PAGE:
TOKYO -- Japan on Friday declared a new state of emergency for Tokyo and three other prefectures. The decision comes just three months before the July 23 opening of the Tokyo Olympics and attempts to make the games "safe and secure," as surging coronavirus cases cloud the event.
The nation's medical system faces new pressure from the rise in infections tied to COVID-19 variants. The state of emergency -- the third declared in Japan since the onset of the pandemic -- includes Osaka, Kyoto and Hyogo prefectures and lasts from Sunday through May 11.
The latest emergency comes after earlier restrictions failed to slow the spread of COVID-19 and its variants, and with hospital beds becoming increasingly scarce. The new guidance includes asking restaurants and large businesses that serve alcohol to shut down during the 17-day period, while diners that do not serve alcohol will be asked to reduce their store hours and close by 8 p.m.
Restaurants that comply with the request to close will be eligible for cooperation money, or cash handouts; those that do not comply could be fined up to 300,000 yen ($2,780). In a bid to reduce commuting, public transportation operators like subways will be asked to move up their last train times on weekdays, as well as reduce the number of trains that run on weekends and holidays.
Department stores, amusement parks and theaters will be asked to close. Commercial facilities are also eligible for cooperation money. Sports leagues and other promoters will be requested to put on their events without spectators. Meanwhile, schools will not be asked to close all together but the government will urge them to limit after-school programs and club activities.
"Despite the emergency being short-term, it asks restaurants to close and requests in-depth cooperation -- for which I sincerely apologize," Prime Minister Yoshihide Suga said in a Friday news conference. "The number of infections has surged since last month, with variant cases also rising," Suga said, adding that "a high level of vigilance is needed, or infections could spread nationwide."
With no clear end to the pandemic in sight, Olympic organizers face increasing difficulty making important decisions and preparations. The Tokyo 2020 committee originally intended to determine this month whether domestic spectators would be permitted, but Nikkei reported Tuesday that the organizers now look to delay this decision.
The Olympic torch relay across Japan, intended to boost public excitement for the games, was canceled in Matsuyama, a city on the southern island of Shikoku. In Osaka, where COVID variants are spreading rapidly, a relay was held this month but runners avoided public roads as a countermeasure.
Based on estimates that 10,000 medical workers will be needed at competition venues and training centers, organizers remain "in discussion" with Tokyo's metropolitan government and local medical associations over how this will be realized, said Seiko Hashimoto, president of the Tokyo 2020 committee.
Roughly 30,000 athletes and officials are expected at the Olympics. Japan's inoculation campaign trails that of many other developed countries, and organizers do not plan to require vaccination for individuals present at the events. Tokyo 2020 is set to publish the second edition of the "playbook" guidelines for holding the games in a safe and secure manner this month.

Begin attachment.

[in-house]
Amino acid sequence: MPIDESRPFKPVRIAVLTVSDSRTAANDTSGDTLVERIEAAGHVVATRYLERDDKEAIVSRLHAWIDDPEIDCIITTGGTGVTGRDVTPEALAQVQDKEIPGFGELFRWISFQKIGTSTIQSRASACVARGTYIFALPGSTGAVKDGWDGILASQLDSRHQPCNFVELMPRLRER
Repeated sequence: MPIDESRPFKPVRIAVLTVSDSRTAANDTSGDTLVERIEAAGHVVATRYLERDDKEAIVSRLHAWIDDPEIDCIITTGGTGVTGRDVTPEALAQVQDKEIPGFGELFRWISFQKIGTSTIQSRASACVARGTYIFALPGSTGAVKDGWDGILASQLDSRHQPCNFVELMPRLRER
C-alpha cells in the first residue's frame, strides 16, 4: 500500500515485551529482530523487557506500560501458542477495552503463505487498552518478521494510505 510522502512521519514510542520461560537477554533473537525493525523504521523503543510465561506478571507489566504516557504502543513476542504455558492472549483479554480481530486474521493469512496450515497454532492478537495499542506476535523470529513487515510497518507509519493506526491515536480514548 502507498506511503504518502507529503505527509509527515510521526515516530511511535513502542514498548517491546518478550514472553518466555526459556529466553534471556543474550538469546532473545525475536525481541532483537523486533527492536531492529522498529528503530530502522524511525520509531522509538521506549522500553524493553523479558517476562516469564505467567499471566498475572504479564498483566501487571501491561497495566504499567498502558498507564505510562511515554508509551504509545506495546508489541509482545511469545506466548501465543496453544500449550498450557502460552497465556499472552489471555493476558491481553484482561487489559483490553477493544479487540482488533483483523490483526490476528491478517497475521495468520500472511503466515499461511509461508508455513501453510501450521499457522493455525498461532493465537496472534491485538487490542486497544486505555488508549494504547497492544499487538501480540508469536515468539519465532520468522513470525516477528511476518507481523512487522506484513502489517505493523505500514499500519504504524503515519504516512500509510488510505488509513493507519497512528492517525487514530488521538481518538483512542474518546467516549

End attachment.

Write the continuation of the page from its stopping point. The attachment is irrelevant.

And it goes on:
Toshihiro Nikai, secretary-general of Japan's ruling Liberal Democratic Party, made the surprising comment last week that canceling the Tokyo Olympics "could be an option" if the coronavirus spreads further. But the possibility was rejected by Hashimoto and Olympics Minister Tamayo Maruyama, stressing that they are not considering cancelation.
"The IOC has already decided to hold the games in Tokyo," Suga also noted during his Friday press conference. "We will work closely with each Olympic committee."
The prime minister faces a leadership test ahead of the general election expected this year for Japan's lower house of parliament. During the news conference, Suga also pledged to accelerate efforts to roll out vaccines as soon as possible and stated the aim of ensuring that each municipality can provide two rounds of vaccinations for elderly people who wish to receive them, by the end of July.
During his summit last week with U.S. President Joe Biden, Suga told reporters at the White House that Japan will host the games "as a symbol of global unity." The joint statement after the summit said that "President Biden supports Prime Minister Suga's efforts to hold a safe and secure Olympic and Paralympic Games this summer."
Thomas Bach, president of the International Olympic Committee, expressed support Wednesday for Japan's plan to impose a fresh state of emergency.
"It is a preventative measure, and for this limited time," he said, according to Kyodo News. "This is absolutely in line with the overall policy of the government, but it is not related to the Olympic Games."
Ahead of the declaration of the state of emergency, Hashimoto told reporters on Friday that she hoped the situation would improve through a series of measures to contain infections, while preparations for a safe and secure games continued.
Some Olympic test events are scheduled for May. The Diving World Cup is slated to begin on May 1 in Tokyo. Diving Australia announced Friday that it would not send athletes to the event as it believed it "would not be safe" amid a fourth wave of COVID cases.
Hashimoto stressed that these events would be held as planned even during the state of emergency. "We acknowledge that we will have to take even stricter COVID countermeasures for the test events during the state of emergency," said Hashimoto.